FIGS. 15-21 illustrate chair 20 of the invention in various different retracted or reclined positions. Such Figures do not include arm frames 28; however, the lift chair features of the invention are shown in FIGS. 22 and 23, where chair assembly 23 is shown supported on C-shaped pieces 62 and 63 in a lifted and forwardly tilted position. FIGS. 15-17 are front, back and side views of chair 20 in a fully upright position. When back frame 26 is in such an upright position, externally threaded spindle 241 of back actuator or motor 238 is extended from internally threaded sleeve 240. This is also evident in FIGS. 7 and 8, which show just the seat and back frame portions of the chair assembly, while in FIG. 9 as well as in FIGS. 1, 18 and 19, where back frame 26 is in a fully reclined position, internally threaded sleeve 240 in now rotated so externally threaded spindle 241 is screwed or threaded into it, so that it is effectively by retracting causing the back frame to recline. In addition, bar 258 is extending substantially directly downwardly from seat frame 26 when sleeve 240 rotates and spindle 241 is expanded out of it, and pivots forwardly when the seat frame 26 is reclined (see FIG. 19). Actuator 238 may also pivot slightly on bracket 236 attached to bar 230 to which actuator 238 is pivotably connected as the spindle 241 is moved in and out of sleeve 240 to move back frame 26. In addition, C-shaped bar sections 62 and 63 are supporting chair 20 or act to support the chair on the ground surface in addition to rear crossbar 34 and bars 38 and 39. Recliner mechanism 104 is also in retracted position, with footrest 27 inclined substantially vertical in relation to the ground surface and footrest links 164, 172, 176, and 182, which are connected in a scissors-like or so-called pantograph arrangement, being pivoted so that they are substantially more vertical than horizontal. Link 134 is also pivoted downwardly from seat frame connector plate 190, away from stop 135. Finally, as best shown in FIG. 2, threaded sleeve 75 is partially but not completely extended from spindle 76 when footrest 27 is completely retracted.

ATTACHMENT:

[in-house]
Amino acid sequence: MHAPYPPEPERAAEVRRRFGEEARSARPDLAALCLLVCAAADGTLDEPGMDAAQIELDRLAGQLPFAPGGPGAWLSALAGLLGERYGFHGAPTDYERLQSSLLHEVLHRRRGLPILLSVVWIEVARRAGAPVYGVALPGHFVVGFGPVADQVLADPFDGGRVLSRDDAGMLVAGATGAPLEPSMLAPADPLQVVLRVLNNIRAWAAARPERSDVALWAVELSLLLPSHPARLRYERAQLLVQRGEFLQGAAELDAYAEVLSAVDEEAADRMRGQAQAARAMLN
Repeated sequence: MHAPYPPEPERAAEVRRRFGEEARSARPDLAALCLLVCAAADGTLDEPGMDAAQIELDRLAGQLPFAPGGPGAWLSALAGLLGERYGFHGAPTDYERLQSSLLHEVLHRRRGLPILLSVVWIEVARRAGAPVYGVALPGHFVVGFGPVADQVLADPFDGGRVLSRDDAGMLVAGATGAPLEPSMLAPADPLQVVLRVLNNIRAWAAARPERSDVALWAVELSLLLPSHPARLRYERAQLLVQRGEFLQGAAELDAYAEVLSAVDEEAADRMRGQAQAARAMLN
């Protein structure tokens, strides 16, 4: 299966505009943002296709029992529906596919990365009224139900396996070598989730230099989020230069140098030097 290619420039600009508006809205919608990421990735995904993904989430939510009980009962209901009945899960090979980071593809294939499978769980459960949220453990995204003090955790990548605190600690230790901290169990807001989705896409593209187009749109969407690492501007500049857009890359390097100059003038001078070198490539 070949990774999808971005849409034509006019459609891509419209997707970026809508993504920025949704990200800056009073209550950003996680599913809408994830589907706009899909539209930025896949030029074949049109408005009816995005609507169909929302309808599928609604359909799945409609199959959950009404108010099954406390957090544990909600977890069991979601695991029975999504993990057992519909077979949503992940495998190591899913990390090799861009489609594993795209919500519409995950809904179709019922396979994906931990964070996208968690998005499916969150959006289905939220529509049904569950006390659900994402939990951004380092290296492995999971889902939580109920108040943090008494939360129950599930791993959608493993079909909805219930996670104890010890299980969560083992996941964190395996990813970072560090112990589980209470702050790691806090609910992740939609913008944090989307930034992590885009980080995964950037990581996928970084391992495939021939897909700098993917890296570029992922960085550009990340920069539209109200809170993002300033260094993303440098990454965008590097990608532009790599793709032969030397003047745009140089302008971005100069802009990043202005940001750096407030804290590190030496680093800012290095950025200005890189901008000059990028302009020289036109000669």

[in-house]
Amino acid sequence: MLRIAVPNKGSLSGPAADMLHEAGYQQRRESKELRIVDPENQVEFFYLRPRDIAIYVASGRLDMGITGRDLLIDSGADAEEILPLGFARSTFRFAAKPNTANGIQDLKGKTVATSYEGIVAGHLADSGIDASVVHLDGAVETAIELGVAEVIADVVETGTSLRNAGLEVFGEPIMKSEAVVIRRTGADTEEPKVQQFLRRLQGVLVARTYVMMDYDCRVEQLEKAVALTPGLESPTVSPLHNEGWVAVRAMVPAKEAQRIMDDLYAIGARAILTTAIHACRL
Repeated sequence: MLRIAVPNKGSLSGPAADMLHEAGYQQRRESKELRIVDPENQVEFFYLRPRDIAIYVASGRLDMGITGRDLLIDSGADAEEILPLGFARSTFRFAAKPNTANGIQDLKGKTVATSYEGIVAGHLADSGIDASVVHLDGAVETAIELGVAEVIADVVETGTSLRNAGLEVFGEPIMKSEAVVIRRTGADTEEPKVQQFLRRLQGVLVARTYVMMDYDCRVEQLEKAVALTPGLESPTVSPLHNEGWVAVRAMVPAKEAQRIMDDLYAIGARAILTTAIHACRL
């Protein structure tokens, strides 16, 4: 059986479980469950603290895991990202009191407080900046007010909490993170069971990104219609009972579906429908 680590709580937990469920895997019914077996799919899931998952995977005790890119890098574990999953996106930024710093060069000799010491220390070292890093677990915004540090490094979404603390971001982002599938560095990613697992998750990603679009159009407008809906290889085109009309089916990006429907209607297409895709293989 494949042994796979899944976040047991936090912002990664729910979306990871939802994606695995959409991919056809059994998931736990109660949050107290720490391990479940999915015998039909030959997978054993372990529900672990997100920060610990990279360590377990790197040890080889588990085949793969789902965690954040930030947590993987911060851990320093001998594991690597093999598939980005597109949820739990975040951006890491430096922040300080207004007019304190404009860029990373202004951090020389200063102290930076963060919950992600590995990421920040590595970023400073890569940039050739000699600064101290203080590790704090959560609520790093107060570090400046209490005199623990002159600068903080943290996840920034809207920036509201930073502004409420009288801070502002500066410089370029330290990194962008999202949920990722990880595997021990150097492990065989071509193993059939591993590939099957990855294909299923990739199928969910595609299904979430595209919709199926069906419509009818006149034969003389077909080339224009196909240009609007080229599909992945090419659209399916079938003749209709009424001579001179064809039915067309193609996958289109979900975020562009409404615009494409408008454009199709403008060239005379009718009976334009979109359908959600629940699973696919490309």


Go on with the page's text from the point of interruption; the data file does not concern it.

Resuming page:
• [0087]